Garrett’s formulation, it seems to me, leaves several premises implied that should be made explicit so that they can be properly challenged; in his formulation, Garrett grants or glosses over them. I believe a charitable interpretation of the argument in more clear terms would look like this: (i) For any action x that I undertake at a time tx, there is a corresponding true fact that that I undertake the action x at tx. (ii) Truths, and hence true facts, are timeless and immutable. (iii) It was a true fact at some distant past time t0 that I undertake action x at tx. (iv) I cannot exert any causal effect over what was a true fact at some distant past time. (v) I cannot affect the true fact that I x at tx. (vi) If I cannot affect the true fact that I x at tx, then it was inevitable – fated – that I x at tx. (vii) If it is fated, then any choice I believe I have with regard to a given action x undertaken at time tx must be illusory. (viii) Fatalism is true.

There are two premises that I wish to challenge by highlighting them in the new formulation; several others may be addressed by some formulation of the above objections.

Premise (ii) is a critical and vulnerable premise. In the earlier formulation, it was taken for granted that facts are immutable. However, if we make this premise explicit, we can assess it properly. If we do not wish to adopt an explicitly A-theory of time and reject the timelessness of facts – as Garrett is reluctant to do – we may here consider that consequent facts are contingent upon a web of antecedent facts, but not in a deterministic or fatalistic way; the temporal series of events may be probabilistic relations of antecedents and consequents that are not all equally real in every “throw of the dice,” though they are equally possibly real. That means that facts in the indexically real time-series are mutable, and my xing at tx is not yet determined at t0 in the strong sense that the fatalist needs to prove. Some of the antecedent facts that determine the direction of the mutable or probabilistic time-series may include facts about agency and choice that are not predestined or fatalistic in nature.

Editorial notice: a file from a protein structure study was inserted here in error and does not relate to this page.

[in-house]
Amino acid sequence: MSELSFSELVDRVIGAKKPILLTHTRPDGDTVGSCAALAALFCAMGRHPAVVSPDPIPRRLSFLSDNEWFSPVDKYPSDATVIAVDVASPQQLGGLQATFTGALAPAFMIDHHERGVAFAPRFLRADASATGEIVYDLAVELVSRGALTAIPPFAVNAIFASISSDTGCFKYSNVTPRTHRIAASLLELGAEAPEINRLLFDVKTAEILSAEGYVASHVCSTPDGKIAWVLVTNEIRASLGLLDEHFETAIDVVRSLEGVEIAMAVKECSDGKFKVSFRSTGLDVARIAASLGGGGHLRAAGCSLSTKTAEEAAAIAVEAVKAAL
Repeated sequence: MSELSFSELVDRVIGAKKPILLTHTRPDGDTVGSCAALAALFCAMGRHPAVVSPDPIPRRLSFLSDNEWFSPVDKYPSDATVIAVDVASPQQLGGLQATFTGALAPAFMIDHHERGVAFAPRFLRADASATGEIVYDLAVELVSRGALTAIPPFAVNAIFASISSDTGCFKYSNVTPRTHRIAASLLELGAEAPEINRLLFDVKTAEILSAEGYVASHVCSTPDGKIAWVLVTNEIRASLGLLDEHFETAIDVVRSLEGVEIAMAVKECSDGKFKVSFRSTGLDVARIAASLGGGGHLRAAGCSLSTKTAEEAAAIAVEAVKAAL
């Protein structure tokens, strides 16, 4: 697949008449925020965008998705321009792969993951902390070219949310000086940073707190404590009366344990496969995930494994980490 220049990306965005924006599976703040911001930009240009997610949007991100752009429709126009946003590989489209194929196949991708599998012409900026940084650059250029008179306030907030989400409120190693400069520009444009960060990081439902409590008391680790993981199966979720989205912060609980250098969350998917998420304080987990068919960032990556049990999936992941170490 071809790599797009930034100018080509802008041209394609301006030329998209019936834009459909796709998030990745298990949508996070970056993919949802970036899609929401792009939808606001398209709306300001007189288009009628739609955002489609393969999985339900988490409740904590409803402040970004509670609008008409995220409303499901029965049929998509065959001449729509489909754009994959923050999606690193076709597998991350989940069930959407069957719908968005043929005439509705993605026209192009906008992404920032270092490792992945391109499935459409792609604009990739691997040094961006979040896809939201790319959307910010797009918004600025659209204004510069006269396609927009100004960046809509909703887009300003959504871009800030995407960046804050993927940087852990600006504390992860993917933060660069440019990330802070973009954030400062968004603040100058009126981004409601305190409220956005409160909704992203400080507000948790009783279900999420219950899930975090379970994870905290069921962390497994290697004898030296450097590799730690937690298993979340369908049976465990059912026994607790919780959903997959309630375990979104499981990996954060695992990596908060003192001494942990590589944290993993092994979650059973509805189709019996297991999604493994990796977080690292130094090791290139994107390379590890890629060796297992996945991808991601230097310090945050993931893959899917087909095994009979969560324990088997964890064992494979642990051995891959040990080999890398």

(vi) also seems trivially true, but we may consider “being-born” something that I did, had no control over, and yet was not fated – it could have been the result of choices my parents made. This hidden but necessary premise in the original argument has been shown to be weak and in need of refinement.

The argument for fatalism from antecedent truth aims to show that if timeless truths exist, then there are timeless truths about human action – and if it is true at a prior time that I would commit to a certain action at a later time, then fatalism seems to be true. But in the formulation of the argument put forth by both Garrett in the fast version and myself in the more charitable and explicit formulation, there are important objections that need to addressed, whether it be the question of present facts being presented as facts about the past or the possibility of a probabilistic, non-deterministic time-series.